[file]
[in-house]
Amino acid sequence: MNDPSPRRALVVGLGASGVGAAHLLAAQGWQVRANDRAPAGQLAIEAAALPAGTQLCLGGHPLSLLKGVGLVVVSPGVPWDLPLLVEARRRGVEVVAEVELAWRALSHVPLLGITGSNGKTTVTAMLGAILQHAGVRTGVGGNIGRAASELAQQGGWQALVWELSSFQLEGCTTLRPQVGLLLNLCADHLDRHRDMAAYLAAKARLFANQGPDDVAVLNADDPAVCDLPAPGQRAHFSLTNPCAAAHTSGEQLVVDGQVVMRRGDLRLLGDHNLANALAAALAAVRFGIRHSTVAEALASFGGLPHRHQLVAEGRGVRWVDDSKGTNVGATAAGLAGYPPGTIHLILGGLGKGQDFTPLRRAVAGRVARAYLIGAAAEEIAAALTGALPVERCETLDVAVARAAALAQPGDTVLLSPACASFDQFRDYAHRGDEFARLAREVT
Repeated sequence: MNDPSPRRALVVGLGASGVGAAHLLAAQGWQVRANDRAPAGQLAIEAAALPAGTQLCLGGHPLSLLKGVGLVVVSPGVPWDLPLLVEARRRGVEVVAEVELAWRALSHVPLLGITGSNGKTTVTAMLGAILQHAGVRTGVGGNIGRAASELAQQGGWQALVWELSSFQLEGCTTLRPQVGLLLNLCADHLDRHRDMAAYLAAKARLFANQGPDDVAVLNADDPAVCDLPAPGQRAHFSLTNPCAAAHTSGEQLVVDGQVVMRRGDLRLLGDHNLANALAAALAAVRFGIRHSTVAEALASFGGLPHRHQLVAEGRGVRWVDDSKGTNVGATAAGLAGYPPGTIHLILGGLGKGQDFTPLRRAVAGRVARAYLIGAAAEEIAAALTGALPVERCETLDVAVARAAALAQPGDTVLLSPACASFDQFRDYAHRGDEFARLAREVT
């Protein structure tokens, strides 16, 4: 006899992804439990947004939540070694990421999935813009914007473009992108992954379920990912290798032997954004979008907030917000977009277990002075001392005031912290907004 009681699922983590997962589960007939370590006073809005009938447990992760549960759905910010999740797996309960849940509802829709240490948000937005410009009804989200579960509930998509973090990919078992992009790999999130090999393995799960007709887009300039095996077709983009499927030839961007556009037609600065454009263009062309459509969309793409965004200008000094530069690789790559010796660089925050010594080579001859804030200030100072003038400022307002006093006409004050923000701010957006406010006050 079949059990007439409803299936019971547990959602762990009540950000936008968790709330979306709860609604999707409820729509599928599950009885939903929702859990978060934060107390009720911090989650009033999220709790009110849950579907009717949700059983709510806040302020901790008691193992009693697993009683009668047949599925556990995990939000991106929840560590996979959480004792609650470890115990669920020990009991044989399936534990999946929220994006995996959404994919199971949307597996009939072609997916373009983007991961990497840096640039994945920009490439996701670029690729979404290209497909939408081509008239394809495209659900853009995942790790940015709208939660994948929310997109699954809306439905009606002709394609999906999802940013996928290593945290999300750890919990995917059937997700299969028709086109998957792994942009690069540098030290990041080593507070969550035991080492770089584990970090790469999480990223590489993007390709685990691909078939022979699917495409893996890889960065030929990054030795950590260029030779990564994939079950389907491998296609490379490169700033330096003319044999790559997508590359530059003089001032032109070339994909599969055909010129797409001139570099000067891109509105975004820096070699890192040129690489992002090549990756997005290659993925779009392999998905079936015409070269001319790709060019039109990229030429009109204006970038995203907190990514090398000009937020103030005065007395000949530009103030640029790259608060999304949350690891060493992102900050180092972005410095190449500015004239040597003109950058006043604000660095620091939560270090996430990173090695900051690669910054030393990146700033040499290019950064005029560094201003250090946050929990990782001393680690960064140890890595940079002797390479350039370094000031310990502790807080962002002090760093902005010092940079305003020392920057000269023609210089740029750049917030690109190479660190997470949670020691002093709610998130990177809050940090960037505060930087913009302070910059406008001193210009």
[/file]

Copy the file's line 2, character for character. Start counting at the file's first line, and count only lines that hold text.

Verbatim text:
Amino acid sequence: MNDPSPRRALVVGLGASGVGAAHLLAAQGWQVRANDRAPAGQLAIEAAALPAGTQLCLGGHPLSLLKGVGLVVVSPGVPWDLPLLVEARRRGVEVVAEVELAWRALSHVPLLGITGSNGKTTVTAMLGAILQHAGVRTGVGGNIGRAASELAQQGGWQALVWELSSFQLEGCTTLRPQVGLLLNLCADHLDRHRDMAAYLAAKARLFANQGPDDVAVLNADDPAVCDLPAPGQRAHFSLTNPCAAAHTSGEQLVVDGQVVMRRGDLRLLGDHNLANALAAALAAVRFGIRHSTVAEALASFGGLPHRHQLVAEGRGVRWVDDSKGTNVGATAAGLAGYPPGTIHLILGGLGKGQDFTPLRRAVAGRVARAYLIGAAAEEIAAALTGALPVERCETLDVAVARAAALAQPGDTVLLSPACASFDQFRDYAHRGDEFARLAREVT